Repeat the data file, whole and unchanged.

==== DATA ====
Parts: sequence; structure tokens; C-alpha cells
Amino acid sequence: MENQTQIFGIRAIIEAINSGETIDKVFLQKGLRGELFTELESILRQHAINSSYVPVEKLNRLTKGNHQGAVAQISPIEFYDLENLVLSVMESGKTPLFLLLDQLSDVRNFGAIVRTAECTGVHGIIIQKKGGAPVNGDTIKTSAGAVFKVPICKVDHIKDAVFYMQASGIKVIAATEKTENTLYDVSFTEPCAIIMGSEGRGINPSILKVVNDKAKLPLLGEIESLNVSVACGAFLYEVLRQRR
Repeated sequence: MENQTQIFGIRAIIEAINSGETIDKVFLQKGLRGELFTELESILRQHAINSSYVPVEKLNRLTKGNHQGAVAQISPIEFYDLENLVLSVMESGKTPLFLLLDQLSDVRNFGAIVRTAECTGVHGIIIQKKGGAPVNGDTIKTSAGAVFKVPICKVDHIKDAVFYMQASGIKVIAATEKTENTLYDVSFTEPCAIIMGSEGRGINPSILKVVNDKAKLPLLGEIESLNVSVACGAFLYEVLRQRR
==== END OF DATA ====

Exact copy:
Parts: sequence; structure tokens; C-alpha cells
Amino acid sequence: MENQTQIFGIRAIIEAINSGETIDKVFLQKGLRGELFTELESILRQHAINSSYVPVEKLNRLTKGNHQGAVAQISPIEFYDLENLVLSVMESGKTPLFLLLDQLSDVRNFGAIVRTAECTGVHGIIIQKKGGAPVNGDTIKTSAGAVFKVPICKVDHIKDAVFYMQASGIKVIAATEKTENTLYDVSFTEPCAIIMGSEGRGINPSILKVVNDKAKLPLLGEIESLNVSVACGAFLYEVLRQRR
Repeated sequence: MENQTQIFGIRAIIEAINSGETIDKVFLQKGLRGELFTELESILRQHAINSSYVPVEKLNRLTKGNHQGAVAQISPIEFYDLENLVLSVMESGKTPLFLLLDQLSDVRNFGAIVRTAECTGVHGIIIQKKGGAPVNGDTIKTSAGAVFKVPICKVDHIKDAVFYMQASGIKVIAATEKTENTLYDVSFTEPCAIIMGSEGRGINPSILKVVNDKAKLPLLGEIESLNVSVACGAFLYEVLRQRR